December, 2007: BBC1 broadcasts Rolf Harris' ode to one of the nation's best-loved writer-illustrators, Rolf on Beatrix Potter. Only later does the Corporation realise that it could've doubled the ratings by adding the word …Action to the title. The re-edited Rolf on Beatrix Potter Action, complete with its new cartoon opening sequence of the Kangaroo Rolf rimming Mrs Tiggywinkle on a giant pulsating wobble-board, becomes the most talked-about programme of the season. As a result, "…Action" series become the new trend, hence…
Floyd on Fish Action. Having been inebriate in front of the cameras for nearly three decades, Keith Floyd finally gets it on by putting his arm around a giant cod and saying: 'You know what? I love you. I've always loved you. It's why I'm pissed all the time. I've just been trying to build up the confidence to talk to you. Please… please don't spurn me.'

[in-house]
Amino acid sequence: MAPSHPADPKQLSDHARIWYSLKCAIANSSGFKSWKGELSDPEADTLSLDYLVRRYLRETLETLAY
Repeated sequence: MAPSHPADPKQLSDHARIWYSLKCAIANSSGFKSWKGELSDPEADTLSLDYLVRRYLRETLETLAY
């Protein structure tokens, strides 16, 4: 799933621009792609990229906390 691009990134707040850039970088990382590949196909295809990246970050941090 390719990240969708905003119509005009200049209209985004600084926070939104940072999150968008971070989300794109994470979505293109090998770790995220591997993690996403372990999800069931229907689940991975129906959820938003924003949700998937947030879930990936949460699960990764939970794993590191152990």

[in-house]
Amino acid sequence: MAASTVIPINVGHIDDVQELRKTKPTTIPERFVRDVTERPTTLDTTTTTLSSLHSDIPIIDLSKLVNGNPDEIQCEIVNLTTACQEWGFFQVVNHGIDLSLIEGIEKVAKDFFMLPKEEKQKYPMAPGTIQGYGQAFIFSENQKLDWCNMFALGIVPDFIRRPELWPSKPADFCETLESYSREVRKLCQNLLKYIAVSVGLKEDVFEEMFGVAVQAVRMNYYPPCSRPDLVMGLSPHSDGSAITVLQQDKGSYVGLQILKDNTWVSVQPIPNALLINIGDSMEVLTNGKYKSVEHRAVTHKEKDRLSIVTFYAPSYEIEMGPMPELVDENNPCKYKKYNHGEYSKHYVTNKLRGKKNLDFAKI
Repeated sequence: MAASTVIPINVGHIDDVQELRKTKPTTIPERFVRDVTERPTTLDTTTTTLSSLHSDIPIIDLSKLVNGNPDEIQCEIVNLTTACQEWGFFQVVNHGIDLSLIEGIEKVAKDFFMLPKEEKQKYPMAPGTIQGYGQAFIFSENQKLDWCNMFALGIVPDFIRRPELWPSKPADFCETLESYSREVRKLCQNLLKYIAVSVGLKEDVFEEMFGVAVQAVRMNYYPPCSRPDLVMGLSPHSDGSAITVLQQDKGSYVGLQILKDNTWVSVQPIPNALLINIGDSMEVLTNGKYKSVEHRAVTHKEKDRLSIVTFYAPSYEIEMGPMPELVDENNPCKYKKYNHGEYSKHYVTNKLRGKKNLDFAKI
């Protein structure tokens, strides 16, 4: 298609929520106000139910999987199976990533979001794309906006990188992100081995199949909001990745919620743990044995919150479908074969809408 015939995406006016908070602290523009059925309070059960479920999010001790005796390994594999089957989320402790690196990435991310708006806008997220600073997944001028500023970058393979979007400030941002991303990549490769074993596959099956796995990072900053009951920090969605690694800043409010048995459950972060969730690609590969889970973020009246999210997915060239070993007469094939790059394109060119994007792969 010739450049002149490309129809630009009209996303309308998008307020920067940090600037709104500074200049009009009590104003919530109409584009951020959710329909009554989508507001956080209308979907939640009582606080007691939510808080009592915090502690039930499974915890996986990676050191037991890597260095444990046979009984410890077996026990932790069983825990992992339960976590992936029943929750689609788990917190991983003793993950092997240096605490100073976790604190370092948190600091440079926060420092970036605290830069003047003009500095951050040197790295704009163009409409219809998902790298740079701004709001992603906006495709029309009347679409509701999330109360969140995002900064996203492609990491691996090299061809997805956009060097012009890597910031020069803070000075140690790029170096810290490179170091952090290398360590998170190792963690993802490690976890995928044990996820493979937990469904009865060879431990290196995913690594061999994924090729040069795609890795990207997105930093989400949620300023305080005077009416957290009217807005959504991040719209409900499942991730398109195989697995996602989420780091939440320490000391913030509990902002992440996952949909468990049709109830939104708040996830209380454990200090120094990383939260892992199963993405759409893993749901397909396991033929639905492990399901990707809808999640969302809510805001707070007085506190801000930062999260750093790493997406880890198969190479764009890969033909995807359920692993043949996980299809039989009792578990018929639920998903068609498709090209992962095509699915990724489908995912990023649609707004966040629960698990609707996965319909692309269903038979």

Alan Yentob on Michelangelo Action. Originally entitled Imagine… Alan Yentob on Michelangelo, but then it turned out that nobody could quite manage to.
Wildlife on One Action. Involves footage of the Queen being mounted by a wildebeest. Controversy strikes the BBC when it turns out that the Queen didn't walk out of the room when the wildebeest attempted anal penetration (as the trailer suggests), but stayed exactly where she was, with all the decorum one would naturally expect. The controller of BBC1 ultimately has to resign, for some reason.
Portillo on Thatcher Action. Not a ratings-winner, as thousands of potential viewers wilfully gouge out their own eyes with dessert spoons just a few days before transmission, to avoid the possibility of accidentally seeing a few seconds of it.
(Portillo on Thatcher: The Lady's Not for Spurning is at 23:20 on BBC2, Wednesday. Be out. Be very out.)